To avoid relentless expense, middle ground proffers compromise. Rather than turrets, towers or pirate bunks, opt for promotional bedding, art work (which can be framed to look more stylish) or inexpensive bedside lamps that can be changed on a whim. Preserving a neutral background allows you to piece in new looks as tastes change. Add an easy-to-repaint single accent wall and whole new direction can be achieved with a $30 pot of latex.
The acceptable face of themed rooms
Moderation! If you love cruise ships, for example, there is hope. Before going crazy with nautical coffee tables and clocks, remember that less is more. Instead of being too literal, be inspired by the beauty of teak deck finishes or classic art deco lines. Perhaps a couple of Odeon sofas might be just enough? If you fancy creating the elegant feel of a gorgeous country house don't try to recreate Buckingham Palace in miniature or your room will look silly. Opt, instead, for a few carefully selected antique pieces (such as Bergere chairs) and add a mirror over the mantel and some period accessories to elegantly seal the deal.
Perhaps you have a spare bedroom you'd like to transform into a useful den or home office? Maybe an affection for global travel could be a good starting point for a restrained theme. Specify dark rattans and add touches of leather or even an antique globe. But please -- for the love of all that's right and just -- steer clear of desks made from travel chests, framed passports as art work and half a dozen clocks set to different time zones.
During previous projects, both on and off screen, we've had to deal with all manner of decorating trauma. One project springs to mind where our owners wanted a relaxed beach feel. What they created, however, was a washed-out palace of oceanic decorating despair. Their attempts at design looked more like a coastal care home for the bewildered. One, for that matter, where the caring had long since stopped.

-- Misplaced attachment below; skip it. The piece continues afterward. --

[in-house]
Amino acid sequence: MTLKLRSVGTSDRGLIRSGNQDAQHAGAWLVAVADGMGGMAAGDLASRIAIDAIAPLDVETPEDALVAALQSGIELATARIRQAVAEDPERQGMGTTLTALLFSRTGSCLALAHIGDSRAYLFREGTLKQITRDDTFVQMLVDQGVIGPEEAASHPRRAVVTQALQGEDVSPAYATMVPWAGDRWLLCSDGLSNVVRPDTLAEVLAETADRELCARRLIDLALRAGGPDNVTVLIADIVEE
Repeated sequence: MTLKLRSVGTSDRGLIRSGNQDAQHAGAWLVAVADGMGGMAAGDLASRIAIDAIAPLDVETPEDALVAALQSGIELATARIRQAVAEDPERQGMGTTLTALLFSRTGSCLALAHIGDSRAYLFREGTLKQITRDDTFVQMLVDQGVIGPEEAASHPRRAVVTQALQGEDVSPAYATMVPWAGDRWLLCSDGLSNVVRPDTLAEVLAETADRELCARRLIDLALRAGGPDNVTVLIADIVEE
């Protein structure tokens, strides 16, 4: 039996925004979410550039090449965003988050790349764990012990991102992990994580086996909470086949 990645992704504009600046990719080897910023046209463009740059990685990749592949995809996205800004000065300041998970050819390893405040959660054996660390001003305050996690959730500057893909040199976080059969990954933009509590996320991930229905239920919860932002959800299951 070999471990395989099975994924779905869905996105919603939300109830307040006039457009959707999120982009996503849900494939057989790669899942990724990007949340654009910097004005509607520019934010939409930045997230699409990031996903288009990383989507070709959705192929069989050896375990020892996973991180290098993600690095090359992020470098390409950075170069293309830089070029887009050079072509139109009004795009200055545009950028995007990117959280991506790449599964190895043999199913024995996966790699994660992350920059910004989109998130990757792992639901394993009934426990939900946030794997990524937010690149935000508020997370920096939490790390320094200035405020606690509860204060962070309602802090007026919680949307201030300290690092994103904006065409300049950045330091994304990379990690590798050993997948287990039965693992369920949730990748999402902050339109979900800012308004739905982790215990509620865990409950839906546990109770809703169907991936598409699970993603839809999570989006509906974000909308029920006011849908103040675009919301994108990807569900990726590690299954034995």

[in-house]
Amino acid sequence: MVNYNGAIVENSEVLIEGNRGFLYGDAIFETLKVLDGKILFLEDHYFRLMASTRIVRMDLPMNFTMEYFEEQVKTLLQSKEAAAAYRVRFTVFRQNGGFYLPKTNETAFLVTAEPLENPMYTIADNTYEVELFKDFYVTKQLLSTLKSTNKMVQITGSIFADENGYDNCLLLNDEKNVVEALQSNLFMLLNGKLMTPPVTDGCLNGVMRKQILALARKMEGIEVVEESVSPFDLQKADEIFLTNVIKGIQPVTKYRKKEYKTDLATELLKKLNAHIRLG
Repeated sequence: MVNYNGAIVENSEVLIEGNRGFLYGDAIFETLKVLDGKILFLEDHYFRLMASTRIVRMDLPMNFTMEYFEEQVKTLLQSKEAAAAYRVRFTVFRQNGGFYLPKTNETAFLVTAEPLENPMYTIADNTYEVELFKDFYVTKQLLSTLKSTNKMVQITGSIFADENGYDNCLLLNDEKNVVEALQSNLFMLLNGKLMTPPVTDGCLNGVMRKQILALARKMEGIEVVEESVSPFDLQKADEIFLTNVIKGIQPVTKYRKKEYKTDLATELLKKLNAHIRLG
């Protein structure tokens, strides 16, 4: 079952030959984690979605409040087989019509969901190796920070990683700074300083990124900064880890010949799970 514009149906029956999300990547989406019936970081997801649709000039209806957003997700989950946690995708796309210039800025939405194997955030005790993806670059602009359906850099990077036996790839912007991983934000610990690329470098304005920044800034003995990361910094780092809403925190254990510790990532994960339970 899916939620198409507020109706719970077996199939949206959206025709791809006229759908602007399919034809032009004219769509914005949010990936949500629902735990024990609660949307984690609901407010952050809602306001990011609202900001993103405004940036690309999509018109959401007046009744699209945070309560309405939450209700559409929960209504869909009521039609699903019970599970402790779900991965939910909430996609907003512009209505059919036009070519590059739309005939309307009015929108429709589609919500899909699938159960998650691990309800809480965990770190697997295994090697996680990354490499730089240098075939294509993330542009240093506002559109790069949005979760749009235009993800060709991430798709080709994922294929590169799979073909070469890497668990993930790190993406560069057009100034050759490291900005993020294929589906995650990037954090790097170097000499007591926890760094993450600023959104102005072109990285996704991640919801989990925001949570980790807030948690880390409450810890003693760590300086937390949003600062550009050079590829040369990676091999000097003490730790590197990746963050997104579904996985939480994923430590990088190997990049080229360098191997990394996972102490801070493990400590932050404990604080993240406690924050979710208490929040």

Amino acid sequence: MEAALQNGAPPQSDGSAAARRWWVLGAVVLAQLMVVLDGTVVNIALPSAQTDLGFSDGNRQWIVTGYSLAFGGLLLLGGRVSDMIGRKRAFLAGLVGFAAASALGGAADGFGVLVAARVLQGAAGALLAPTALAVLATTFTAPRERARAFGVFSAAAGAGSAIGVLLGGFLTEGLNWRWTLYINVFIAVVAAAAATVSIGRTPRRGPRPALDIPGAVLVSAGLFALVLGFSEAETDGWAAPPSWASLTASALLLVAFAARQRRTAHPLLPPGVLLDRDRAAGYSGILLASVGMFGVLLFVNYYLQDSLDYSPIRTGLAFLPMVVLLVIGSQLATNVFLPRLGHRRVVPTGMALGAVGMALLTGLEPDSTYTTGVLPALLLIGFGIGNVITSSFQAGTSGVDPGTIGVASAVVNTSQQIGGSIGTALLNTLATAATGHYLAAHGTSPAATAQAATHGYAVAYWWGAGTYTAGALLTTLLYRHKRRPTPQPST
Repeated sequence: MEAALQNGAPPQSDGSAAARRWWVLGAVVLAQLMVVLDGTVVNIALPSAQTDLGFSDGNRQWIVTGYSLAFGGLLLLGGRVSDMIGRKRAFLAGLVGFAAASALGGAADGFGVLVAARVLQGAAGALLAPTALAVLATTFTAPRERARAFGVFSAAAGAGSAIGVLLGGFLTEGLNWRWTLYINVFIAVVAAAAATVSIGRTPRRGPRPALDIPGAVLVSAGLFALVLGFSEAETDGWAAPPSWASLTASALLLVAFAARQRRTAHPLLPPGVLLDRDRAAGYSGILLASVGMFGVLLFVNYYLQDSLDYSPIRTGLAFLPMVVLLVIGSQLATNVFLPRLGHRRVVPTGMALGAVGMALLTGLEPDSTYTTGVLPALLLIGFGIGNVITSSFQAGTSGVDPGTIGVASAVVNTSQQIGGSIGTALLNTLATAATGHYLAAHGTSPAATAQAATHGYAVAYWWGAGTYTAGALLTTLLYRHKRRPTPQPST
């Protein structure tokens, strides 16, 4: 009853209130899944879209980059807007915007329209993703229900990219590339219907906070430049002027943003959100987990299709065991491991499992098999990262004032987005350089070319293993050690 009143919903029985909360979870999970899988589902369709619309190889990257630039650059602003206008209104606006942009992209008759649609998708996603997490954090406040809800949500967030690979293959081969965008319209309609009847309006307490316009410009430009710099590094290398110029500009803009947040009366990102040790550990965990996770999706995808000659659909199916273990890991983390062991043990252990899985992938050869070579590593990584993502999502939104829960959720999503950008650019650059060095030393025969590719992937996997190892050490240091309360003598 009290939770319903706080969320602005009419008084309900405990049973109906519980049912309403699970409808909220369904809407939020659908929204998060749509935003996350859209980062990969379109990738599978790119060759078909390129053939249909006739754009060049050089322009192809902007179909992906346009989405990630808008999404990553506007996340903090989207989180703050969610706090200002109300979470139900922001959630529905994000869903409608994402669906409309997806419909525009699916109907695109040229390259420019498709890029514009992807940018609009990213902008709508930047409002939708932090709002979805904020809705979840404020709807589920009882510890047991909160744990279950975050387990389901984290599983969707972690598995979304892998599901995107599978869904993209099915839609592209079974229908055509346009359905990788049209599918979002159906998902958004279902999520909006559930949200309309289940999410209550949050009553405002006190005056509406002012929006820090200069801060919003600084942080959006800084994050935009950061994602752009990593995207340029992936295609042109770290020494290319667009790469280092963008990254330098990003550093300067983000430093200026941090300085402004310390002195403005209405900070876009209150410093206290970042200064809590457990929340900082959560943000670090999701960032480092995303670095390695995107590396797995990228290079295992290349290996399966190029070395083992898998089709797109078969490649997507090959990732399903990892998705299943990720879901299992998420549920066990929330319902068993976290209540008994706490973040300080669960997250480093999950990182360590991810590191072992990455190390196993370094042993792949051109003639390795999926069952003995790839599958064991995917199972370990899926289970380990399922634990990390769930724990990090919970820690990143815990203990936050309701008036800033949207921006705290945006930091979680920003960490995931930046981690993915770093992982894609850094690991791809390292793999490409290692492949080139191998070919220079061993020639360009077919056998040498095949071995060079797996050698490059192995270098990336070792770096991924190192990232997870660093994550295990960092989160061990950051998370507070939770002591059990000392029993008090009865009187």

After an indulgent rejig, we elicited a world that "whispered" (rather than screamed) sunny climes in destinations such as Cape Cod. Inspired by clapboard homes, we added tongue and groove wall paneling and opened up the space to create a breezy, seaside environment. Wicker and raffia arranged against a blue and white backdrop suggested coastal living while ensuring our vision remained subdued. Everyone agreed we captured the essence of New England but without a single deck chair or whimsical table crafted from the hull of an old boat.
Now you're fully informed, can you please let the theming stop? And let the decorative screaming subside? Welcome to the subtle world of Colin and Justin. A world where we whisper, rather than bellow, designer. We'll see you next week. Sotto voce, of course...
Gloomy, to the power of 10, this tartan terror basement family room seemed beyond repair...
Colin and Justin used tasteful plaid as a soft furnishings detail to create a Scottish room with style. A stack stone feature wall and oak furniture whisper "homeland" without shouting it from the Canadian rooftops.
When Colin and Justin encountered this beach front living room it was all washed up. But the tide was about to turn...
Building a faux-chimney breast created an immediate focal point which Colin and Justin further embellished with pebbles in a gentle allusion to the beach. Driftwood decorates the walls while sea foam upholstery is redolent of warmer climes...